Arriving in New Delhi, India: What to Expect

What to expect when arriving in New Delhi for the first time!

So you are arriving in New Delhi, India via plane and its your first time in India. What should you expect? Expect a sensory overload. Arriving in a new country, jet lagged, tired and hungry is a recipe for trouble but with some planning, everything can be avoided. I have put together a quick summery of what I learned in the first 24 hours after arriving in New Delhi. Most notable, how to avoid the scams in New Delhi…

I suggest having a hotel or hostel booked ahead of time to make thing easy. If you do not, know the name of one in the area where you plan to go and tell everyone you have booked online. Otherwise, a taxi driver will try to take you to multiple hotels where they get a commission, avoid the hassle. There are many in the Parahganj Neighborhood by the New Delhi Train Station. This area is known as the backpacker ghetto and was a good home base for beginning my trip.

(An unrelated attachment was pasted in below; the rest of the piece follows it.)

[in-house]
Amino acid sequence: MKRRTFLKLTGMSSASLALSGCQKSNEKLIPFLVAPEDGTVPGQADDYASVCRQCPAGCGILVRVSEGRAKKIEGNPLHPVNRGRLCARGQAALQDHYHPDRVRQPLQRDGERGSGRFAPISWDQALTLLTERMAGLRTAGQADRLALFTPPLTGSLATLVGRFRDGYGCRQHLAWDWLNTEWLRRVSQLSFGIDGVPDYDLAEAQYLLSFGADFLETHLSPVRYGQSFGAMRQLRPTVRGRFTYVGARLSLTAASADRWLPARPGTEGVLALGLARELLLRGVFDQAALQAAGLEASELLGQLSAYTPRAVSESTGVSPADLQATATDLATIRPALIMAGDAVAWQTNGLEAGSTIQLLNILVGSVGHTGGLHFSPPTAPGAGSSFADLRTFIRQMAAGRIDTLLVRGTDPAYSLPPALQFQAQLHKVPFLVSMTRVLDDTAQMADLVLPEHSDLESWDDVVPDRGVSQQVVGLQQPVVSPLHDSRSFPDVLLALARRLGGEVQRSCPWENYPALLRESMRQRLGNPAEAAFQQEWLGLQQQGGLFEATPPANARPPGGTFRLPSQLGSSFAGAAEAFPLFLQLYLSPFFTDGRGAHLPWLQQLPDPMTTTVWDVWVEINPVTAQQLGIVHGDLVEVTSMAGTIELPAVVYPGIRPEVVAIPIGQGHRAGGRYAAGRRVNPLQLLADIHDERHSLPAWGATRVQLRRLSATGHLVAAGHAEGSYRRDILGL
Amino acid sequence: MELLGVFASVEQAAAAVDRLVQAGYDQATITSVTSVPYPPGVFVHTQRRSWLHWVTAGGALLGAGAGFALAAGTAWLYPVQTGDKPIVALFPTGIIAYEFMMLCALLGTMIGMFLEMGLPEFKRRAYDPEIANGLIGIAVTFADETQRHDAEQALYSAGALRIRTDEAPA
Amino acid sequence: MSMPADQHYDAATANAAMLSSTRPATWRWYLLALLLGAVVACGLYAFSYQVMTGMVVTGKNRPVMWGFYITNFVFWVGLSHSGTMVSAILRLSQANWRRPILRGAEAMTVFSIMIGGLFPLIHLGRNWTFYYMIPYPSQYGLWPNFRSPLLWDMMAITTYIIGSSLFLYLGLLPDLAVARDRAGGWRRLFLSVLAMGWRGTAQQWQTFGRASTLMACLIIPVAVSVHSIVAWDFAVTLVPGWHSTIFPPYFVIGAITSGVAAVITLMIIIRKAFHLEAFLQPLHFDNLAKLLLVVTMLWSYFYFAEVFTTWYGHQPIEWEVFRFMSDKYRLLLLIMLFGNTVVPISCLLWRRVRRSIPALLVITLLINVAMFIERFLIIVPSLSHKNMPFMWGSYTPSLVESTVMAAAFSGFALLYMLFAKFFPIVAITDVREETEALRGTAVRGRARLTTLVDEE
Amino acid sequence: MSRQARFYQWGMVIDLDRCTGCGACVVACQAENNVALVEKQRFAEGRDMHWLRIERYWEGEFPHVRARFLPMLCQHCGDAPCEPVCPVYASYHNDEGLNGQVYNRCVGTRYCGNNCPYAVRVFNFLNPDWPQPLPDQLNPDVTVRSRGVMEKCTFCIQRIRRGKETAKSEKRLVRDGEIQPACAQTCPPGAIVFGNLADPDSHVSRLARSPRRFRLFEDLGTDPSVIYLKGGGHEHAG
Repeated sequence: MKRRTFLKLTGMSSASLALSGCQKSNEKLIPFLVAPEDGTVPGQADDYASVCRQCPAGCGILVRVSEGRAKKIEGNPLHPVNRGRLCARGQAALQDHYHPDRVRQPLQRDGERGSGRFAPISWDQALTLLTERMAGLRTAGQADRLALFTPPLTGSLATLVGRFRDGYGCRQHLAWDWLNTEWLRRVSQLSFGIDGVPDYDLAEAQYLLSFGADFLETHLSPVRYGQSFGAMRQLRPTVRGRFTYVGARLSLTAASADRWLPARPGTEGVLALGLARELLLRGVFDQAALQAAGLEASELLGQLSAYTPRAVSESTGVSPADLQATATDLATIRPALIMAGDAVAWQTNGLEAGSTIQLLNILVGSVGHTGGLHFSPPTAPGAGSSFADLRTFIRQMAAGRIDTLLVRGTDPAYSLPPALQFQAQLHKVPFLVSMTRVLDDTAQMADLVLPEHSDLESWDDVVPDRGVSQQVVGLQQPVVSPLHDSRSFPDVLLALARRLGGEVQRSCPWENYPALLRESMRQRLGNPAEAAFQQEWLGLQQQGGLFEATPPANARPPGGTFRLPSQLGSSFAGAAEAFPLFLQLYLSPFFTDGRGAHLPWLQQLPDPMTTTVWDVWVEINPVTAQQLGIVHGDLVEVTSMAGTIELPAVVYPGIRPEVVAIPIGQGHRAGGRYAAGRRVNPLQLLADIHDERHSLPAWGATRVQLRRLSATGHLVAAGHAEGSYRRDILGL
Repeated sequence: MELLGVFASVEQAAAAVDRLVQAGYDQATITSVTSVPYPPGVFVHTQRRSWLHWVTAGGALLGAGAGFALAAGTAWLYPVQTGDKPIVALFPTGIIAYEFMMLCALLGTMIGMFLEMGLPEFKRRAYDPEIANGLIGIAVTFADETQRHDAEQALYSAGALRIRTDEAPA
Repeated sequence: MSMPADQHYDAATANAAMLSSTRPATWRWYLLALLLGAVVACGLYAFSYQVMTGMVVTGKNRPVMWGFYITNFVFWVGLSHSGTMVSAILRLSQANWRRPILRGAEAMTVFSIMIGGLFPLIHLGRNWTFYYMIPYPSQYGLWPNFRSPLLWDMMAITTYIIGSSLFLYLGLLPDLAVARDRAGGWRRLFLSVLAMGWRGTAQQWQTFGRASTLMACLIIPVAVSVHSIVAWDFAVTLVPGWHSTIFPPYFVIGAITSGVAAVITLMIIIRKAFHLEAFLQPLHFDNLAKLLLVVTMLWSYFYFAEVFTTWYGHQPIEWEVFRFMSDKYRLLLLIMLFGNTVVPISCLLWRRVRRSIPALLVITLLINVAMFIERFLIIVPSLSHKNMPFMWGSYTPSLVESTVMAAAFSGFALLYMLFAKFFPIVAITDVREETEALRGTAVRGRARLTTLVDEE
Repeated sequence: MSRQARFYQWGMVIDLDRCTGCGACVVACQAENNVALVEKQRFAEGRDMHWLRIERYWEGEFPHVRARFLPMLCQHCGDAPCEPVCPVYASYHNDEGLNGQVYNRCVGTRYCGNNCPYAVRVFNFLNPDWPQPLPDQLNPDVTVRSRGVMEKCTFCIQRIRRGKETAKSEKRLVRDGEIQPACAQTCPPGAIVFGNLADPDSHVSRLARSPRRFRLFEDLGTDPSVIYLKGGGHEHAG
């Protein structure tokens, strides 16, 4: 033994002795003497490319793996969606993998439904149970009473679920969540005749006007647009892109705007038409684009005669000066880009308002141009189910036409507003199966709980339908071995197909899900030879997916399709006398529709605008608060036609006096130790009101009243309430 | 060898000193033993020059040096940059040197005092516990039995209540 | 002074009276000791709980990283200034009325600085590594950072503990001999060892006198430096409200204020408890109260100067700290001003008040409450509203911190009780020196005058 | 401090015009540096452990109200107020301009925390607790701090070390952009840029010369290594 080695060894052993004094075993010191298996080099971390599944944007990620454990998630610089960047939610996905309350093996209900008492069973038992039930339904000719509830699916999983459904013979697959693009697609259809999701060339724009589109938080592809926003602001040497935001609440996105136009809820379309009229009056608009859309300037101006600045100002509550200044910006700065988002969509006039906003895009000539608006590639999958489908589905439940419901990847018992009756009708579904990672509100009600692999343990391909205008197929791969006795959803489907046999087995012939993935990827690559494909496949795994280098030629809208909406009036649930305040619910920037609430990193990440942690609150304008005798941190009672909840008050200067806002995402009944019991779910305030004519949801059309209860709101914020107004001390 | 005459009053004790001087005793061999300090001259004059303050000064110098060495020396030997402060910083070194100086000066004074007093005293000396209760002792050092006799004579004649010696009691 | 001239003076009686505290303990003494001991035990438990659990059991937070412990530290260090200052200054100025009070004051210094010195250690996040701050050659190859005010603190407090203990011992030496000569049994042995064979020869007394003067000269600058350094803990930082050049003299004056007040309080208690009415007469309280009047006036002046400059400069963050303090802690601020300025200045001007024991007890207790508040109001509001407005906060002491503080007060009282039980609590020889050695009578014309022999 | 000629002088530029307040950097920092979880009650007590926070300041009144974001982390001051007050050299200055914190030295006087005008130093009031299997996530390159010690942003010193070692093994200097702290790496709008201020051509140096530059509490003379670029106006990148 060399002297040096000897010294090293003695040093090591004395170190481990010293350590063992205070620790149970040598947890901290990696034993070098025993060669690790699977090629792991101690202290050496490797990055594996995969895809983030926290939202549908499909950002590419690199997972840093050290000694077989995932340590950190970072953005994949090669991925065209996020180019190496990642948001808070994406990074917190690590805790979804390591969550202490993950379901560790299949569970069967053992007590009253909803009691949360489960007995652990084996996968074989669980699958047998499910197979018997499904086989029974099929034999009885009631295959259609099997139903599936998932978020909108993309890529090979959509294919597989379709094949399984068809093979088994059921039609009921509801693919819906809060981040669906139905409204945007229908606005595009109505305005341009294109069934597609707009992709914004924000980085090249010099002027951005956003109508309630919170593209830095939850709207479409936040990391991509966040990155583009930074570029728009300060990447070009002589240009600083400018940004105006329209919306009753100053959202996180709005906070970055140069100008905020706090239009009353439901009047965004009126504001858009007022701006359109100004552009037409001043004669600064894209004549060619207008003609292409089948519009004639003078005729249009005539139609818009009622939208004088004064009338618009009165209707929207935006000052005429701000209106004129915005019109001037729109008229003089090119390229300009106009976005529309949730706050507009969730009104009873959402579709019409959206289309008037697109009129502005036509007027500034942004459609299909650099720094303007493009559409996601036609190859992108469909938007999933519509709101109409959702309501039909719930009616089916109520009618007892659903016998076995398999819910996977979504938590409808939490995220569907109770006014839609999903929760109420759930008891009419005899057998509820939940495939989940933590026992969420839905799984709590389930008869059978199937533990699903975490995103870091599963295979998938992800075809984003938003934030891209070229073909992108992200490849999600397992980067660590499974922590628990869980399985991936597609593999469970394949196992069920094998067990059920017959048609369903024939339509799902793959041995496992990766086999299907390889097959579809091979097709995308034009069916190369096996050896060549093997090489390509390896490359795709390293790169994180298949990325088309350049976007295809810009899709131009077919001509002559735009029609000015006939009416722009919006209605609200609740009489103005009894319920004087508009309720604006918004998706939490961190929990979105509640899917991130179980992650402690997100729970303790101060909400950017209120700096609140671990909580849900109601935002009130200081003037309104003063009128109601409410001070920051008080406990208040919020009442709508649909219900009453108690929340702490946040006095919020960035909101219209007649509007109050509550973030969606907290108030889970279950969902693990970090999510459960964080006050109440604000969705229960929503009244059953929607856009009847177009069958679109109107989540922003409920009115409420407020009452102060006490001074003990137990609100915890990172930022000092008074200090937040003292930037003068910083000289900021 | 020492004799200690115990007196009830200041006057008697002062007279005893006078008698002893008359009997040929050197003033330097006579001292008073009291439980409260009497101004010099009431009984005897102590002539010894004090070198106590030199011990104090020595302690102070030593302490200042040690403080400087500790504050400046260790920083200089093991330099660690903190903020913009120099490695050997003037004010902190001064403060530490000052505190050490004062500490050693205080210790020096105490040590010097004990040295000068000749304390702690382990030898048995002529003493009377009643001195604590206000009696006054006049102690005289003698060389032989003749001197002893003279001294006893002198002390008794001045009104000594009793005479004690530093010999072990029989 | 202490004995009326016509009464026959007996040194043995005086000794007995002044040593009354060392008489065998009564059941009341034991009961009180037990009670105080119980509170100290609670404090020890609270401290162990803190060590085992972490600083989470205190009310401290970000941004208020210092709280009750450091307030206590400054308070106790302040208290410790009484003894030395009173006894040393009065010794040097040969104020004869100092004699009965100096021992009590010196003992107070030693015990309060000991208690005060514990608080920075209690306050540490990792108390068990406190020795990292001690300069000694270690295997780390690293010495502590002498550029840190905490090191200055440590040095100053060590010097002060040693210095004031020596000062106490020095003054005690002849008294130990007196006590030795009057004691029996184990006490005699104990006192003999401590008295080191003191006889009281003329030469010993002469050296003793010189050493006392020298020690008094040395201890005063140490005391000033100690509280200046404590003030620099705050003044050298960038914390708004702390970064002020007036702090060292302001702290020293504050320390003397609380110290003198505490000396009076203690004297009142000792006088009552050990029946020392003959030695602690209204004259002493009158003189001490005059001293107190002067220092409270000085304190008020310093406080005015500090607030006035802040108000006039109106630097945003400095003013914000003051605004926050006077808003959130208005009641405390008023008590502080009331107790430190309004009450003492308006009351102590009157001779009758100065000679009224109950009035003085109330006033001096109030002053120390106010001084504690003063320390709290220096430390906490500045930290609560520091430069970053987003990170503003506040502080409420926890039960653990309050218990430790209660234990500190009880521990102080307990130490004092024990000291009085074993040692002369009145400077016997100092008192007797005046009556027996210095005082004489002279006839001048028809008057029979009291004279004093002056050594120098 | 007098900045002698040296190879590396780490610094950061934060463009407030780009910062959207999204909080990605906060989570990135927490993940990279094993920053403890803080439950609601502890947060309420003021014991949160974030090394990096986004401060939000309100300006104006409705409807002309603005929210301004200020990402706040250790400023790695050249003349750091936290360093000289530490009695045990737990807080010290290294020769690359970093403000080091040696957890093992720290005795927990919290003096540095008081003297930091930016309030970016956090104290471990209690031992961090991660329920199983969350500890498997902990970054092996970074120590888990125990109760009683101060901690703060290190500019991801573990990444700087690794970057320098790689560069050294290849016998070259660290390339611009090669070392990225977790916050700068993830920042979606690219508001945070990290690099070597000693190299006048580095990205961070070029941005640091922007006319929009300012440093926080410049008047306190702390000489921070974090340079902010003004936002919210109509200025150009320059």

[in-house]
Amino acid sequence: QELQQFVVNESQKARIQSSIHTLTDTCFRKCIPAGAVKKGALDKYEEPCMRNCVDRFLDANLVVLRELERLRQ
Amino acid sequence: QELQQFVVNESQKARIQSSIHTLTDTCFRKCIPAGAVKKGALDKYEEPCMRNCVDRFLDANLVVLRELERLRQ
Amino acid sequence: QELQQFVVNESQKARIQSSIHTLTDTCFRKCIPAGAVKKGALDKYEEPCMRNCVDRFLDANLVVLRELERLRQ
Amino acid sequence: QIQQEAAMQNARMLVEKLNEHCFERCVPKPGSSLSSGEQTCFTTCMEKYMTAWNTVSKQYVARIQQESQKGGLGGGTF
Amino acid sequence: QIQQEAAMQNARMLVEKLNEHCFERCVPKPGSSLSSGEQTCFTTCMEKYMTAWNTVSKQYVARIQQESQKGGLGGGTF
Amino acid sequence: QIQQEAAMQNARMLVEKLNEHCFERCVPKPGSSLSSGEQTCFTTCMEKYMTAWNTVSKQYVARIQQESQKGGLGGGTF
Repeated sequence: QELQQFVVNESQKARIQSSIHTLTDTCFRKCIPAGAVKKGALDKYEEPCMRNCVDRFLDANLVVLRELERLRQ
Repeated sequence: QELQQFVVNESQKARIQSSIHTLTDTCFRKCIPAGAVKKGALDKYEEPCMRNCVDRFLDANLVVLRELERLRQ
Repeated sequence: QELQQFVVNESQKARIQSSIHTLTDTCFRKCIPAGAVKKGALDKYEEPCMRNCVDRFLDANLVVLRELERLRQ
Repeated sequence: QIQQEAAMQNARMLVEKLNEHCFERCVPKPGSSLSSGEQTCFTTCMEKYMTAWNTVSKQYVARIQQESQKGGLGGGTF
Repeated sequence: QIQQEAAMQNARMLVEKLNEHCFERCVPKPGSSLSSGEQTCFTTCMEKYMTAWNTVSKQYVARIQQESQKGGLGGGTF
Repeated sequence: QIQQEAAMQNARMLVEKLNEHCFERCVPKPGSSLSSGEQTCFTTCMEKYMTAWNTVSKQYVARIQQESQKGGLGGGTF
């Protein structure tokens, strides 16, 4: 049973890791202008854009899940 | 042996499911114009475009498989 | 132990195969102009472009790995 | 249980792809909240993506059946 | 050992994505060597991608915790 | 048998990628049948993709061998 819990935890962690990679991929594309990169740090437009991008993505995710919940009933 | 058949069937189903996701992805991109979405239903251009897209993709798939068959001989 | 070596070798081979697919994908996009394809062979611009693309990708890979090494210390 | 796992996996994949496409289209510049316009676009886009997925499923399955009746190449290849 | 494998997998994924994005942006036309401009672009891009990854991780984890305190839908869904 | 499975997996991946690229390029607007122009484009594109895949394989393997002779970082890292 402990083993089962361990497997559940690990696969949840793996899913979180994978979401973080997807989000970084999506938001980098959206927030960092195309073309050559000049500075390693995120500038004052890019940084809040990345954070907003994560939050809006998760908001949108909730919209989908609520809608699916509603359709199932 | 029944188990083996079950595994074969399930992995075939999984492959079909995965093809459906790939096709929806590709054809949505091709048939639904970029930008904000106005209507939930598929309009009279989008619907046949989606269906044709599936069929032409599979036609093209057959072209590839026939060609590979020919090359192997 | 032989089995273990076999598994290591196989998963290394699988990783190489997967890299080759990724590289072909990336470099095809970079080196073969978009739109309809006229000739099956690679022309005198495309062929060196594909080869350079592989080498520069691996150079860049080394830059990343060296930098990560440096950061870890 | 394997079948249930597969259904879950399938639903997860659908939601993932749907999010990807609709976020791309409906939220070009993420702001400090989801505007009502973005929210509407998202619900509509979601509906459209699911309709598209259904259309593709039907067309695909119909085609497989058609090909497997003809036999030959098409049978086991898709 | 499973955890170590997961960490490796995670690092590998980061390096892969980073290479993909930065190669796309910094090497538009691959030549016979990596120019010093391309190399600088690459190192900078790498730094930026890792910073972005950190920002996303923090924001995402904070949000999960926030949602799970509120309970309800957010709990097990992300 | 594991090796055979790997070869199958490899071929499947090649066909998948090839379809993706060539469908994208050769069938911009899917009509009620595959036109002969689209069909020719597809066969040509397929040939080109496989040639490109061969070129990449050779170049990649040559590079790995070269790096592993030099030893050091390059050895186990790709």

I paid 400 INR from the airport to the Parahganj Neighborhood via the prepaid taxi stand at the airport. The driver will expect a tip so having some small change will be nice. If you have prebooked accommodations, most hotels and hostels offer an airport pickup too, but mine quoted almost double the price as the prepaid taxi.

Get ready for the insane traffic! There really doesn’t seem to be any real organization to anything. Imagine trying to fit 4 cars in two lanes with a couple of motorbikes and auto rickshaws thrown in. All of which want to drive as fast as possible, so they lay on the horn anytime someone is in their way, which is constant. You will however get used to it quickly and I found it to be entertaining. How are they not crashing into each other!? One of my taxi drivers told me “To drive in India you need three things: a good horn, good breaks and good luck”.